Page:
Asynchronous Direct3D rendering design sugeestion
stefan at codeweavers.com
Wed Jul 19 13:13:29 CDT 2006
(warning: long mail)
Currently the wined3d code is doing more or less syncronous rendering, that
means that a Direct3D function call from the app results directly results in
the equivalent opengl call(s). There are a few issues with that:
* Multithreaded Direct3D: Opengl calls can only be done from the thread that
owns the glX context. Direct3D calls can be done from any thread. Passing
around the context is only possible with hacks(SetThreadContext or
pthread_kill) and prone to deadlocks.
* Performance: Applications expect the 3D calls to return immediately so they
can do other things while the gpu is rendering. GL works in the same way, so
our Direct3D rendering functions should return almost immediately too, but
due to the state changes and drawStridedSlow seem to cause gl to wait until
the pipeline is empty.
My suggestion is to create a per-device thread which does the rendering and
owns the thread, and the rendering calls only place some tokens into a queue
and return immediately. This way the app gets the control back immediately
and multithreaded direct3d is only about locking the queue correctly. The
rendering thread and all rendering code would be in drawprim.c(and maybe a
new file e.g. opengl_utils.c). The other files would contain no gl code.
Here are some more concrete suggestions for implementing this:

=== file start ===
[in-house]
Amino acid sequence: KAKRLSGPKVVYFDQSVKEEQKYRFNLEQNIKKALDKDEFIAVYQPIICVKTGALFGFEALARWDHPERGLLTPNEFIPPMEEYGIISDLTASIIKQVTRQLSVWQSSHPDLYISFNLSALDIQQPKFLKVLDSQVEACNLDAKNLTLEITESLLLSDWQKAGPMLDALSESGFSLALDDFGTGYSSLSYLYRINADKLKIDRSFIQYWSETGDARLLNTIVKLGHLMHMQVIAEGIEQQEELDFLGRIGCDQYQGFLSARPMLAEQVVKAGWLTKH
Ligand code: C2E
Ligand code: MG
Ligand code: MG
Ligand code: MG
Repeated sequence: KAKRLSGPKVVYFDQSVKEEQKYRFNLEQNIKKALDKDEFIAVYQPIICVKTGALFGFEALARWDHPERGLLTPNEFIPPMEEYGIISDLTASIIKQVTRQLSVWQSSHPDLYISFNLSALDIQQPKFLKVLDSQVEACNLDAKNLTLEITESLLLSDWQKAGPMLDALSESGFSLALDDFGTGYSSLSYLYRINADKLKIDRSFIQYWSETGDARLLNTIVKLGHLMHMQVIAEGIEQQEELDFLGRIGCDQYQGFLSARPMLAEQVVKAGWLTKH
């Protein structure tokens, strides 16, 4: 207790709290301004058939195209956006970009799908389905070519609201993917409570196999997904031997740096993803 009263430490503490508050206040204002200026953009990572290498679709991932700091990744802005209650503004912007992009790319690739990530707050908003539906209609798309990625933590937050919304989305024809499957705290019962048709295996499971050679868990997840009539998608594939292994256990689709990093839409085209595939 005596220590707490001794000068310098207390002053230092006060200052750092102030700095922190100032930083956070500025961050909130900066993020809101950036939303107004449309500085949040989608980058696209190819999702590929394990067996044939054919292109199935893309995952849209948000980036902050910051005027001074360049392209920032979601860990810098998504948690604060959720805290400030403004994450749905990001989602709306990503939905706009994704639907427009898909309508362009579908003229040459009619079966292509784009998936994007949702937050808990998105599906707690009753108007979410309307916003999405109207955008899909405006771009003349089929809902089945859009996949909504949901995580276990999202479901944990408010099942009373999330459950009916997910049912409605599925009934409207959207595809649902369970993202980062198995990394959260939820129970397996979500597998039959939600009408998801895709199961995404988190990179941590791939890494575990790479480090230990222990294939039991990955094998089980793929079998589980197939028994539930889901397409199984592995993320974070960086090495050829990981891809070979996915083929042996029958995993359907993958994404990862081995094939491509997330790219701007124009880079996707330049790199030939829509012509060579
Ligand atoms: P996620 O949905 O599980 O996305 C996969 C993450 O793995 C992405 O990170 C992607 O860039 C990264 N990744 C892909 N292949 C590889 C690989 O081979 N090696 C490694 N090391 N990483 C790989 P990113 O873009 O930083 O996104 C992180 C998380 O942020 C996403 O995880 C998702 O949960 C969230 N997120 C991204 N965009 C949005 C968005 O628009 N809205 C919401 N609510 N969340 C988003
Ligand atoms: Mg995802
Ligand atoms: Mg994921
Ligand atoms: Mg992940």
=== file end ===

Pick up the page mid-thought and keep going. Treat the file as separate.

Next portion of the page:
The pipeline is a block of memory with a fixed size(e.g. 64k, whatever), and
the work orders that are placed in it consist of an opcode and any number of
arguments. A NULL opcode means that the place is empty. When a new operation
doesn't fit at the bottom of the pipeline we start again. A instruction
pointer points at the opcode of the next instruction. If the next opcode is
NULL that means that the pipeline is empty. When an instruction was executed
the memory of the instruction is zeroed and the instruction pointer set to
the next byte after the old instruction. A new instruction doesn't fit into
the pipeline if it would overwrite nonzero memory, then we issue a warning
and wait until some more space is free.
A little modification would be to fix the number of arguments to an opcode.
Checking for emtpy instructions would be easier then because we only have to
check if the address holding the operation code is NULL and not the whole
memory when placing a new instruction, but on the other hand waste memory.
Of course we can HeapAlloc the instructions and place pointers to the
allocated memory. That doesn't waste memory(maybe, depends on how HeapAlloc
works), but imposes the overhead of regular HeapAlloc / HeapFree calls.
So what instructions would we need? Everything that issues GL calls. Here are